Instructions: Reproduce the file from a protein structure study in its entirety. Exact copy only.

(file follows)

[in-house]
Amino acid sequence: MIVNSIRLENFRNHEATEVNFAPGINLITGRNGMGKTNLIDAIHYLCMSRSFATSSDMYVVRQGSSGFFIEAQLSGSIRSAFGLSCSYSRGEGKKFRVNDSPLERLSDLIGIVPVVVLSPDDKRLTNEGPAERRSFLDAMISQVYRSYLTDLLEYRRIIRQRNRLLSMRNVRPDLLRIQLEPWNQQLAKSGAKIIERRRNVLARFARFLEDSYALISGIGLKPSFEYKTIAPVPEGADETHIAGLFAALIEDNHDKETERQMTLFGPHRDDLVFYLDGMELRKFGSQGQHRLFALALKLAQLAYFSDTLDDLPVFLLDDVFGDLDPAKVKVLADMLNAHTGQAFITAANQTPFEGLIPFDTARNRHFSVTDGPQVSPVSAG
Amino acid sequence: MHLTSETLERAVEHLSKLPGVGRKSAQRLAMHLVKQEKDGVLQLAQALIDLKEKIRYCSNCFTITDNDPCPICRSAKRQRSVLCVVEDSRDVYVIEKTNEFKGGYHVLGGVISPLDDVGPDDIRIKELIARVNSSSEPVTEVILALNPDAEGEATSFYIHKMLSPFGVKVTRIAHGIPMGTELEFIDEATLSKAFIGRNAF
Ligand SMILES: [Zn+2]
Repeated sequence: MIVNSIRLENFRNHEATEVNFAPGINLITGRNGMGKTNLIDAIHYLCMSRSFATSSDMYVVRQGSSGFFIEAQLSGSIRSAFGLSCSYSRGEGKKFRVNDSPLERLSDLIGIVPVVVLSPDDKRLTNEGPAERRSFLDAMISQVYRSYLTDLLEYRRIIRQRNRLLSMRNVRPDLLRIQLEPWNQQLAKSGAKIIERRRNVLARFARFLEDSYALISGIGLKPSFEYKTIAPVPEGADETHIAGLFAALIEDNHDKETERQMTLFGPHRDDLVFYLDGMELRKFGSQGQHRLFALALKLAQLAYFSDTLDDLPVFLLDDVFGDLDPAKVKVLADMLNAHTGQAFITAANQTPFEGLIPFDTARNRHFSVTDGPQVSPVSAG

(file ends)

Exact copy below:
[in-house]
Amino acid sequence: MIVNSIRLENFRNHEATEVNFAPGINLITGRNGMGKTNLIDAIHYLCMSRSFATSSDMYVVRQGSSGFFIEAQLSGSIRSAFGLSCSYSRGEGKKFRVNDSPLERLSDLIGIVPVVVLSPDDKRLTNEGPAERRSFLDAMISQVYRSYLTDLLEYRRIIRQRNRLLSMRNVRPDLLRIQLEPWNQQLAKSGAKIIERRRNVLARFARFLEDSYALISGIGLKPSFEYKTIAPVPEGADETHIAGLFAALIEDNHDKETERQMTLFGPHRDDLVFYLDGMELRKFGSQGQHRLFALALKLAQLAYFSDTLDDLPVFLLDDVFGDLDPAKVKVLADMLNAHTGQAFITAANQTPFEGLIPFDTARNRHFSVTDGPQVSPVSAG
Amino acid sequence: MHLTSETLERAVEHLSKLPGVGRKSAQRLAMHLVKQEKDGVLQLAQALIDLKEKIRYCSNCFTITDNDPCPICRSAKRQRSVLCVVEDSRDVYVIEKTNEFKGGYHVLGGVISPLDDVGPDDIRIKELIARVNSSSEPVTEVILALNPDAEGEATSFYIHKMLSPFGVKVTRIAHGIPMGTELEFIDEATLSKAFIGRNAF
Ligand SMILES: [Zn+2]
Repeated sequence: MIVNSIRLENFRNHEATEVNFAPGINLITGRNGMGKTNLIDAIHYLCMSRSFATSSDMYVVRQGSSGFFIEAQLSGSIRSAFGLSCSYSRGEGKKFRVNDSPLERLSDLIGIVPVVVLSPDDKRLTNEGPAERRSFLDAMISQVYRSYLTDLLEYRRIIRQRNRLLSMRNVRPDLLRIQLEPWNQQLAKSGAKIIERRRNVLARFARFLEDSYALISGIGLKPSFEYKTIAPVPEGADETHIAGLFAALIEDNHDKETERQMTLFGPHRDDLVFYLDGMELRKFGSQGQHRLFALALKLAQLAYFSDTLDDLPVFLLDDVFGDLDPAKVKVLADMLNAHTGQAFITAANQTPFEGLIPFDTARNRHFSVTDGPQVSPVSAG